General Meetings and Presentations
May 2017 Program
- May 31, Wednesday, 7pm, Bristlecone Chapter Program: Mousetails in warming chambers at 13,000 ft: plants on the move in response to climate? Presenter: Meagan Oldfather. White Mountain Research Center, 3000 East Line Street, Bishop
Alpine plants have been identified as harbingers of the biogeographic impacts of a changing climate. However, in montane systems where population viability may be driven by fine-scale climate conditions, populations at the same elevation range limit may show variable responses to changing conditions, leading to complex range shifts across geographic space. Refining predictions of species range shifts with climate change in these complex landscapes can be achieved by pairing individual-based vital rates (e.g., germination, growth, survival) and field-measured climate variables, as well as incorporating exposure of individuals to climate variables outside of the historical range of variation and species interactions. Presenter Meagan Oldfather's research addresses this with a demographic analyses, a manipulative experiment of summertime temperature and soil moisture, and community monitoring across the entire elevational range of Ivesia lycopodioides var. scandularis (Rosaceae). Since 2013, she has monitored 16 populations (over 4,000 individuals) of this long-lived alpine plant across its range in the White Mountains, CA (3350 – 4420m). She asks the following questions: 1. How do vital rates vary across the species range? 2. How do experimental warmer, wetter conditions impact population growth in range edge and center populations? and 3. Does community composition shift with experimental warmer, wetter conditions?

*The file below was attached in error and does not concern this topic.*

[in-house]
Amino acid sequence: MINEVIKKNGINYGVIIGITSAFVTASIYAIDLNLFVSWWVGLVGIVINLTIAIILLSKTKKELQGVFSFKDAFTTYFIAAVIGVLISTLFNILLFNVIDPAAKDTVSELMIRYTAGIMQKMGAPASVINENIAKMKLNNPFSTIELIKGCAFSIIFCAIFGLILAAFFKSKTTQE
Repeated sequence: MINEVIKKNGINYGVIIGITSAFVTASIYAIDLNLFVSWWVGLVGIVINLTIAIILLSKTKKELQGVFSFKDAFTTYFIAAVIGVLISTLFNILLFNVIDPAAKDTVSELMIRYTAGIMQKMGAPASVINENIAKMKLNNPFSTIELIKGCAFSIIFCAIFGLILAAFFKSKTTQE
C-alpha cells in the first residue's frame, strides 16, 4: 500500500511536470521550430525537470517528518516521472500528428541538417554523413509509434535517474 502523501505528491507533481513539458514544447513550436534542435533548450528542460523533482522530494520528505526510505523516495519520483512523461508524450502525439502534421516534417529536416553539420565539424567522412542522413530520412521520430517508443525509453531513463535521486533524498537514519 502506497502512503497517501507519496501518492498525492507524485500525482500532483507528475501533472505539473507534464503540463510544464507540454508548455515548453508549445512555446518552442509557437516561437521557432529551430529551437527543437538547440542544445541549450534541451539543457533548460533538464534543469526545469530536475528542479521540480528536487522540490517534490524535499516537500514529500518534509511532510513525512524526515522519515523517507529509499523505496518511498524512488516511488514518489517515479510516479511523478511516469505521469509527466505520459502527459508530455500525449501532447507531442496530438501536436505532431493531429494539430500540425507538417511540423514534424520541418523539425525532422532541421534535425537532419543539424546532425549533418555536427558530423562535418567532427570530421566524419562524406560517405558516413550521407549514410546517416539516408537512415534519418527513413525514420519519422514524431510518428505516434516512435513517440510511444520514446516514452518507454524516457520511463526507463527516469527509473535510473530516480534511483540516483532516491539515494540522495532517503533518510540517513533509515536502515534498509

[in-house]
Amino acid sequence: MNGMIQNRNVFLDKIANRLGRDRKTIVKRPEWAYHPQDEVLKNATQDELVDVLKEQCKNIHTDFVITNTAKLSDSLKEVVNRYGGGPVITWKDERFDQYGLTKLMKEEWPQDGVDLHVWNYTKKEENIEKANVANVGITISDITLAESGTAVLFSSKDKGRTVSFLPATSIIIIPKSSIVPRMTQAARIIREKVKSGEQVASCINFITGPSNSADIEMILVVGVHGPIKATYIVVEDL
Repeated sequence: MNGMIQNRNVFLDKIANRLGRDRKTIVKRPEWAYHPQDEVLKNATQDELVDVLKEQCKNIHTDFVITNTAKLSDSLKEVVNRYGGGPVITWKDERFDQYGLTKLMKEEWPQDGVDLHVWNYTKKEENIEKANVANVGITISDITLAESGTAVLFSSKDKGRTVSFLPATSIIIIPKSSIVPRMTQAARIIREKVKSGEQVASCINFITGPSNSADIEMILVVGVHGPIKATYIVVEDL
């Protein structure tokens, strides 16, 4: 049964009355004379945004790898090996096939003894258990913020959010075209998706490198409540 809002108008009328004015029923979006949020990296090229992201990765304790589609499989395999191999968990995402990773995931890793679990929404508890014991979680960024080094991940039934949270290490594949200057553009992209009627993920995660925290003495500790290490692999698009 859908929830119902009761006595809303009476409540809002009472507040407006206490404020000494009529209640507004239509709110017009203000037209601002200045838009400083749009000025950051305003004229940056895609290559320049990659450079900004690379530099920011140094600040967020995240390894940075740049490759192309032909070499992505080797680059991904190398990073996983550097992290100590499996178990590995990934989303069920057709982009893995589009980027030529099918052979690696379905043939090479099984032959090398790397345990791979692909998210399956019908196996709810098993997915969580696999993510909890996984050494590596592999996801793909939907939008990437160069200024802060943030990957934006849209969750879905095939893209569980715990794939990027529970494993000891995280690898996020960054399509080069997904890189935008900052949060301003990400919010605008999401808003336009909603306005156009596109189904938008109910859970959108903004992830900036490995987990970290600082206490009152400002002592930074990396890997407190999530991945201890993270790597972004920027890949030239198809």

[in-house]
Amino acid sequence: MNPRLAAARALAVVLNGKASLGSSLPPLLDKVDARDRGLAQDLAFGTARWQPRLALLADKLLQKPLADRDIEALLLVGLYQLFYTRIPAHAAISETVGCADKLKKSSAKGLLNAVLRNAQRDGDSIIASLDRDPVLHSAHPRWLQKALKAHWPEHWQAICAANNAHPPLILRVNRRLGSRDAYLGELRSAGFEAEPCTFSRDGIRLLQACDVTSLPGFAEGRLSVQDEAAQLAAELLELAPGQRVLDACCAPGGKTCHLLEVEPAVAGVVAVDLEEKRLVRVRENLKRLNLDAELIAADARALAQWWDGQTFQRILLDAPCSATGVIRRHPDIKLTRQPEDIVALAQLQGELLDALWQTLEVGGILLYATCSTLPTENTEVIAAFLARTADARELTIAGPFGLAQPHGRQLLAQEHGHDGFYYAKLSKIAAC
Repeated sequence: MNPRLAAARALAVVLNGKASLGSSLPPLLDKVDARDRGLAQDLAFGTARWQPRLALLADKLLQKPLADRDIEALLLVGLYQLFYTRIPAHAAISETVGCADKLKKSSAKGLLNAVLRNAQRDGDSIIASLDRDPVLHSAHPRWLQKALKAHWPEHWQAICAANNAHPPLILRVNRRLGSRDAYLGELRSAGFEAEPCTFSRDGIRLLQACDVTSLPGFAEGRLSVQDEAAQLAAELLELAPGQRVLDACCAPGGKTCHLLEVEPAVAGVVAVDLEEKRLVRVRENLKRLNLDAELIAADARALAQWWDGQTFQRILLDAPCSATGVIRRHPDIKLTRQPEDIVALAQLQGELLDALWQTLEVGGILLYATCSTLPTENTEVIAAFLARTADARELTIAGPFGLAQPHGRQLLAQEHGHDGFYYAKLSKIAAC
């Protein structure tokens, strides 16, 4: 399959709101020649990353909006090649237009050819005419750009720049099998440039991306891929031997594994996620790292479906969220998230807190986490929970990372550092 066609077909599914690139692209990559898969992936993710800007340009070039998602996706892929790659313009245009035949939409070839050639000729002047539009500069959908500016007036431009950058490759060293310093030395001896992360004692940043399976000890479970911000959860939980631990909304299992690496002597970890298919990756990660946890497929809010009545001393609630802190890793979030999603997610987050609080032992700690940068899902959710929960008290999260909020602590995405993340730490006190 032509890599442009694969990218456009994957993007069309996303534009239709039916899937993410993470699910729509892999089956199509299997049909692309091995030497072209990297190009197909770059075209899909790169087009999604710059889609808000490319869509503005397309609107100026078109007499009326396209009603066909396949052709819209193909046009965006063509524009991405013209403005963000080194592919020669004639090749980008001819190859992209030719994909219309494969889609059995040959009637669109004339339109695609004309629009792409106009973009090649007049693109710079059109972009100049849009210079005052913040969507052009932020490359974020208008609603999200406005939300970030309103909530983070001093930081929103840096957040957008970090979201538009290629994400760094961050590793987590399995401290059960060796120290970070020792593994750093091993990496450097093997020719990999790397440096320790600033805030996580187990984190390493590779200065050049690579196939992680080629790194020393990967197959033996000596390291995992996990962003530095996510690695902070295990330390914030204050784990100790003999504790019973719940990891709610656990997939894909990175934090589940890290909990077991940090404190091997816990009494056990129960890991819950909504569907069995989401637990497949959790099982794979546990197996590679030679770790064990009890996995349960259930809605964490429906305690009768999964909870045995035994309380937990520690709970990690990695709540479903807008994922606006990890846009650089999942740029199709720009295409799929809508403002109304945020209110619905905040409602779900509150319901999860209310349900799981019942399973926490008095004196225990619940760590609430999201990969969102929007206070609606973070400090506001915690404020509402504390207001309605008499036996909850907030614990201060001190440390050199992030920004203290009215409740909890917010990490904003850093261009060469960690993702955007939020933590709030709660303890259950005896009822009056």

Meagan Oldfather received her Bachelor of Science in Ecology and Evolutionary Biology from University of California Santa Cruz, and is currently working to complete her PhD at the University of California Berkeley Integrative Biology Department in the lab of Dr. David Ackerly. Her research focuses on the complex relationship between topography, microclimate and demography across species ranges, and asks how this relationship shapes the rate and magnitude of range shifts of mountain flora with a changing climate. She is a graduate student researcher with the Institute for the Study of Ecological and Evolutionary Climate Impacts and the Terrestrial Biodiversity Climate Change Collaborative. Meagan is also a dedicated volunteer for the Global Observation Research Initiative in Alpine (GLORIA) Environments in California. After finishing her doctoral research she plans to work on how to best protect, monitor, and manage natural landscapes in the face of a changing climate.
For further information contact Michèle Slaton.